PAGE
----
It’s key to note that you can experience brain fog even if you don’t meet the full criteria for a mental health diagnosis, Green says. Feeling pretty mentally foggy right now doesn’t necessarily mean you have a mental health condition. Given the circumstances, it’s really only to be expected.
Why might brain fog be happening to you right now?
“The [new coronavirus] is pulling our attention towards issues directly impacting our survival: our health and wellness, ability to support ourselves, and our social connectivity,” Green explains, adding that this leaves very little extra energy for things that “our brain may experience as less urgent or necessary.” On any given day, brain fog could be easily triggered due to stress, grief, and trauma. If you were already dealing with brain fog sometimes before the pandemic, it could be intensified right now. With COVID-19 activating our fear and stress responses, we might not have a lot of leftover energy for the email on which we were cc’d.
Though frustrating, experts view brain fog as a defense mechanism, at least when it comes to stress in particular. When we’re stressed, our bodies secrete cortisol and adrenaline, which help us react appropriately to a perceived threat, but that stress can cause a range of cognitive challenges (like slowed concentration, decision-making, and processing). That might sound counterintuitive for survival, but it’s your brain’s way of trying to conserve as much energy as possible for the very act of survival above all. “Brain fog may be a way for our brains to keep functioning … while sacrificing the sharpness needed for higher-level cognitive tasks,” Green says.
Beyond that, you might be experiencing intense brain fog if you’ve been robbed of your usual methods for relieving stress or are unable to adhere to your normal routines—things that typically help us manage our emotions. It’s no wonder that as your normal life continues to change, it might be more difficult to focus and get things done, which can impact your motivation and self-confidence, Fraga says.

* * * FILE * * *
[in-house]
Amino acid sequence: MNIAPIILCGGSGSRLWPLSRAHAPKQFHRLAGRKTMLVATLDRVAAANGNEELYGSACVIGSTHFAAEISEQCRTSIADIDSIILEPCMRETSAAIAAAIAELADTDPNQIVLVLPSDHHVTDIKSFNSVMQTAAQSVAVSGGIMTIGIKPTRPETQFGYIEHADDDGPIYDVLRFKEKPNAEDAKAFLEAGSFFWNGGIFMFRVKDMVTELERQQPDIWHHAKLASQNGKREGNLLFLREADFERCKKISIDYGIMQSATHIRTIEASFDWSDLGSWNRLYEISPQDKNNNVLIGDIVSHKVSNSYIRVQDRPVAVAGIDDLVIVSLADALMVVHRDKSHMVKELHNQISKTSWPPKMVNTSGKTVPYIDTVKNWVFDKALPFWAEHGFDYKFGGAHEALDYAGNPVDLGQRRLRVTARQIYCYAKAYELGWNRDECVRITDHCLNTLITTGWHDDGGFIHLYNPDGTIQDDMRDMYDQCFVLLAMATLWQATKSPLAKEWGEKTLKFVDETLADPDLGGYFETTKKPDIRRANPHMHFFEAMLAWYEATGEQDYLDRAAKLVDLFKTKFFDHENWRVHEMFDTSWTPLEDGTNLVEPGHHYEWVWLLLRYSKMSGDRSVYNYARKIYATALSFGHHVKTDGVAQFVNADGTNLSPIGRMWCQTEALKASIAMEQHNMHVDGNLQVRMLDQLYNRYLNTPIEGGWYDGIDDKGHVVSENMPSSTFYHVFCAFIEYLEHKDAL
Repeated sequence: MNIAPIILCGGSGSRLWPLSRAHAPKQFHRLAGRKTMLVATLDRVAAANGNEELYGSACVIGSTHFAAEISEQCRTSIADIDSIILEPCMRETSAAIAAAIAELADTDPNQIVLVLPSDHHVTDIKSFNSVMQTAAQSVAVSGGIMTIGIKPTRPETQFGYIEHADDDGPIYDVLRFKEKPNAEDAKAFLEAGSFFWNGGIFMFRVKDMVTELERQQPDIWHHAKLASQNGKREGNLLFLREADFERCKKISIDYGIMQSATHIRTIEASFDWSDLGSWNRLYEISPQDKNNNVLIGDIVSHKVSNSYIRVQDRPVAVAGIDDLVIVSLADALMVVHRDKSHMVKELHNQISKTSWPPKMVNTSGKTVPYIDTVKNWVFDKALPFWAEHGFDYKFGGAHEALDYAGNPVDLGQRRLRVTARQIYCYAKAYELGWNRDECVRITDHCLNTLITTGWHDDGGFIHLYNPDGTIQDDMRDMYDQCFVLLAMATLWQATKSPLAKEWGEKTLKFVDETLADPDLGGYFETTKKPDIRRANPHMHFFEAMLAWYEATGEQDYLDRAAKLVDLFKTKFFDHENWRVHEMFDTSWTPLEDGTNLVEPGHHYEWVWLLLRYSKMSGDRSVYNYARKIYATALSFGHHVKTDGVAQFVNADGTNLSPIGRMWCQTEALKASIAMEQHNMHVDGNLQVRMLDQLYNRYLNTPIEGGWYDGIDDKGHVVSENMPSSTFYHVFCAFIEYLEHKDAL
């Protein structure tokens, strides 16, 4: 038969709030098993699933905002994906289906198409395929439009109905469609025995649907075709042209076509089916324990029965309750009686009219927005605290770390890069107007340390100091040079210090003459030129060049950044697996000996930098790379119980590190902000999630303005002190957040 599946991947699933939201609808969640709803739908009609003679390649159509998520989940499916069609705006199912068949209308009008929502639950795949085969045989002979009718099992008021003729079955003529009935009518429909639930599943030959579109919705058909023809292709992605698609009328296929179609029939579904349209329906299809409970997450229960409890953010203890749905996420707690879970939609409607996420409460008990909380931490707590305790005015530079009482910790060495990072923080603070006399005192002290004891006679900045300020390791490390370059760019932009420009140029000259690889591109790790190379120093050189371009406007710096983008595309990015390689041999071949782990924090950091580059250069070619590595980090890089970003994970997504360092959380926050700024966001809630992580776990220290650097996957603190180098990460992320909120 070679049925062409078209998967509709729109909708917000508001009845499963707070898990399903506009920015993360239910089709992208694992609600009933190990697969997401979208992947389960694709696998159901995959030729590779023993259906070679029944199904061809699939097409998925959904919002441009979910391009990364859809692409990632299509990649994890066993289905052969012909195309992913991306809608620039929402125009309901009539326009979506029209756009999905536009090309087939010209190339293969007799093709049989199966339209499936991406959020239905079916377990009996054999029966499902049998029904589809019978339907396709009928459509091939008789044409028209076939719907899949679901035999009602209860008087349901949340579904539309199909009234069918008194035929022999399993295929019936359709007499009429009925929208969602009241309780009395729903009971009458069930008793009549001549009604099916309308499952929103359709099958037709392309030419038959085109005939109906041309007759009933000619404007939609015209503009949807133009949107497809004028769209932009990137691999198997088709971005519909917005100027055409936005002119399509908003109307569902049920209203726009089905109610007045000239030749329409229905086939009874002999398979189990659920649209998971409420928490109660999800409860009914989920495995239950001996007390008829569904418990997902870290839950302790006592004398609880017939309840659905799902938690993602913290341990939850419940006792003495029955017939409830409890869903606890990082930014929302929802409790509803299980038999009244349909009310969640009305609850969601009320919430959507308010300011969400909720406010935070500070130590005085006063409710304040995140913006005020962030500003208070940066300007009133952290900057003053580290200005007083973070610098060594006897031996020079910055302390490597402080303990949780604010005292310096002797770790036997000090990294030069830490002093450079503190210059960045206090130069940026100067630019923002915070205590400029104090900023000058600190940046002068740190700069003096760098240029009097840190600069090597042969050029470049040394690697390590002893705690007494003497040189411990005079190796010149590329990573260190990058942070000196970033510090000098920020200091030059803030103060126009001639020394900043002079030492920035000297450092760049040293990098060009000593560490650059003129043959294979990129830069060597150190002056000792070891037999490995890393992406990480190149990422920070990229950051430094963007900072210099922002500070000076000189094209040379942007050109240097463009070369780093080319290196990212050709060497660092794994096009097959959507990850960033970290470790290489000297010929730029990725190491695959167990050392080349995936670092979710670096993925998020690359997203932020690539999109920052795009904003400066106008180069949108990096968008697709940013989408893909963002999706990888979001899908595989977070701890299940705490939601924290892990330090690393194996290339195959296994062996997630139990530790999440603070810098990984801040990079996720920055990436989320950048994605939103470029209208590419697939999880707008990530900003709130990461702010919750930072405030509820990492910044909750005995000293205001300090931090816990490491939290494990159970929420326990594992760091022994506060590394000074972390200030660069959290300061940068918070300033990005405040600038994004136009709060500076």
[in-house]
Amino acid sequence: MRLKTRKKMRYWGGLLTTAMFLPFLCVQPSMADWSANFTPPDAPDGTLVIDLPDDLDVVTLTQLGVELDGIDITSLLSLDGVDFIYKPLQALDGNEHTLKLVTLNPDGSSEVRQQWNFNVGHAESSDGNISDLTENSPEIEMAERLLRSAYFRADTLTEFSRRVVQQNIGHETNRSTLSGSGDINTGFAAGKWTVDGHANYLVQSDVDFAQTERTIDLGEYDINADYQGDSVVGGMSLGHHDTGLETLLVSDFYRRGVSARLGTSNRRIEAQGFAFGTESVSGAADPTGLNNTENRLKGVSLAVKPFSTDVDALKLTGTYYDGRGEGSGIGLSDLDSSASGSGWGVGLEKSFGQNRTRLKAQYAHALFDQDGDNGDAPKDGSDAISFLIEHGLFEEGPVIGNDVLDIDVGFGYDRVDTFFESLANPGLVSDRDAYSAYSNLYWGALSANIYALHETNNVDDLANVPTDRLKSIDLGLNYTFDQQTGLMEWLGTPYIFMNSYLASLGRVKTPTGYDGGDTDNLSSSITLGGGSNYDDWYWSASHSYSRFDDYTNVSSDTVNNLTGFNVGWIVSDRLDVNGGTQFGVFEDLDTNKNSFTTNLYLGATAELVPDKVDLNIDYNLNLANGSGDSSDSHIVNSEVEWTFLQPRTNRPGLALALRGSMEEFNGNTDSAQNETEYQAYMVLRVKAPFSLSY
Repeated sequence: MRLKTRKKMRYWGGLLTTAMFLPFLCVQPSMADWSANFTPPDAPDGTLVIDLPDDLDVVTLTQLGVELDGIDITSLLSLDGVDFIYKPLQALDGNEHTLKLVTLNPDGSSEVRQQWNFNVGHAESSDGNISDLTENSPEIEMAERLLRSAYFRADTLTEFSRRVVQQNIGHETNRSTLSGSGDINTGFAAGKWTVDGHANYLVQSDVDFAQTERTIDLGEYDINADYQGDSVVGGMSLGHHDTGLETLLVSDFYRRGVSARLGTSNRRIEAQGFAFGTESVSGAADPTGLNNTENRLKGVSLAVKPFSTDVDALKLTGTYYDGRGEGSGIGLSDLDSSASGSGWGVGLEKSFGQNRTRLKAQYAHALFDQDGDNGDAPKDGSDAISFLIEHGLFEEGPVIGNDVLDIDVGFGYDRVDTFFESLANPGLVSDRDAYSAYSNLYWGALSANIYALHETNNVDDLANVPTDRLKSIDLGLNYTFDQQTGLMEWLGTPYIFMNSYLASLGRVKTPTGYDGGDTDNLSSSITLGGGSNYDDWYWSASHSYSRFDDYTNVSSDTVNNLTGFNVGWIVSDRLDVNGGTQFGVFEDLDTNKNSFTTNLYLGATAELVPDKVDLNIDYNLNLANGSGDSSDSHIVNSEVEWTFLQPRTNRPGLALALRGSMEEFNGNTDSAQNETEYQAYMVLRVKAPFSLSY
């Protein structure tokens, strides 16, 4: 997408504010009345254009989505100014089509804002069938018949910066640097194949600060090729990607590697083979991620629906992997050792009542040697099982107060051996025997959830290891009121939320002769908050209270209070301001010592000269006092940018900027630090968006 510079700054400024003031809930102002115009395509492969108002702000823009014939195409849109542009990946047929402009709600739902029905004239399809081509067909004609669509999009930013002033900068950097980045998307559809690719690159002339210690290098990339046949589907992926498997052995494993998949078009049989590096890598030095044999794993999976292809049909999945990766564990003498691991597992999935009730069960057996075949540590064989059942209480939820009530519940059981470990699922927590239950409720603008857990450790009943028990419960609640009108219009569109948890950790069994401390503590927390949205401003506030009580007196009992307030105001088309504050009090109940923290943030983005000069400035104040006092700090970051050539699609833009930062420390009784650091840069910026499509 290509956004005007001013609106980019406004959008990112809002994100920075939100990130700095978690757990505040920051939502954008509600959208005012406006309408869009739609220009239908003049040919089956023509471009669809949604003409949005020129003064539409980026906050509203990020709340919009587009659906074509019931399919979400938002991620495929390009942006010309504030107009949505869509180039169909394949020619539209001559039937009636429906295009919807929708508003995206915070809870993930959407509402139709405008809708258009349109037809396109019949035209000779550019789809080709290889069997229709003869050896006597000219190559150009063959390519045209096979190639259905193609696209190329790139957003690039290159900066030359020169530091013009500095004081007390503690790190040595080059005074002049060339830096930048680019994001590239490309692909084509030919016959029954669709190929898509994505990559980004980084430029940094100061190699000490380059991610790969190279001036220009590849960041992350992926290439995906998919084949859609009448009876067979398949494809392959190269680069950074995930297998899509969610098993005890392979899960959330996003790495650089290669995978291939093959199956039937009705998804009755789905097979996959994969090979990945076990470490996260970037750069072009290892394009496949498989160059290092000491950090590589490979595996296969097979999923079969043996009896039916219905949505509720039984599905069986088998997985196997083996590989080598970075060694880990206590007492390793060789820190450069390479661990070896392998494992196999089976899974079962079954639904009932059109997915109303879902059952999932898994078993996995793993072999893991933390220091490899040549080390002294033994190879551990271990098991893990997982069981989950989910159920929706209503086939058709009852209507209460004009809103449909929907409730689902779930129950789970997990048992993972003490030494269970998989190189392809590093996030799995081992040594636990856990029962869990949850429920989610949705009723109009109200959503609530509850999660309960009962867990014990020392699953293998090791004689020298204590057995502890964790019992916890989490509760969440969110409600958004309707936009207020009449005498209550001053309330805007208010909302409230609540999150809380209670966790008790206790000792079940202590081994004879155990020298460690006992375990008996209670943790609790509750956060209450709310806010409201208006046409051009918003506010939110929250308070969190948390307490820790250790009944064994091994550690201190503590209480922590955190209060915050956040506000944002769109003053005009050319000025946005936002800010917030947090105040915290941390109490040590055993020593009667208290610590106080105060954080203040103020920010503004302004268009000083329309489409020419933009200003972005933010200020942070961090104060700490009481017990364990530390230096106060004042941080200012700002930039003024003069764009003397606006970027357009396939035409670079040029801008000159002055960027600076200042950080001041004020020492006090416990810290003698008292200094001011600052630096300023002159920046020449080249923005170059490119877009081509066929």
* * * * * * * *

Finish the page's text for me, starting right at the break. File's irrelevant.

In short, if you’re experiencing brain fog in this particular moment, it’s a normal response to all of the events unfolding around you.
How should you discuss brain fog at work?
If brain fog is impacting your performance at work, Green says it’s best to address it head-on. “If you have a good working relationship with your boss … being upfront and honest is your best bet,” she says. She suggests letting your manager know that you’re feeling mentally fatigued, and also trying to come up with a few actionable ways to handle your brain fog at work.
“It’s best to go into the conversation with a sense of what you need,” Green explains. “Do you just want some support and validation? Are you needing extra time to work on a project? Are you looking for a little less volume of work?” Figuring out and expressing exactly what you think would help shows your boss that you’re looking for a solution, which could go a long way in maintaining a good professional relationship while you work through brain fog.
If your relationship with your boss does not have that baseline trust or comfort level, explaining this could feel more difficult. That doesn’t mean, however, that you shouldn’t express your concerns. “You may not get from them what you need,” Green says, but no matter what happens, you’re justified in asking for support.
If you don’t feel comfortable talking it over with your manager, you might try to get some extra rest whenever you can (even if it’s a short break) to compensate for your fogginess. You might also try taking extra time each day to organize your schedule or rework your to-do list so that you’re prioritizing your most important tasks. None of these things will rid you of your brain fog, but they might help make you feel a bit more supported during this time. And if there’s a coworker you trust who you think will be able to offer some advice and strategies so you don’t have to think it through on your own, talking with them might also be an option.
Is it possible to manage brain fog?
The short answer is: yes. Green says strengthening your cognition might require some trial and error, and this is particularly true during a pandemic, when normal habits and routines have been disrupted. That said, there are a few things you might try to help you think a bit more clearly.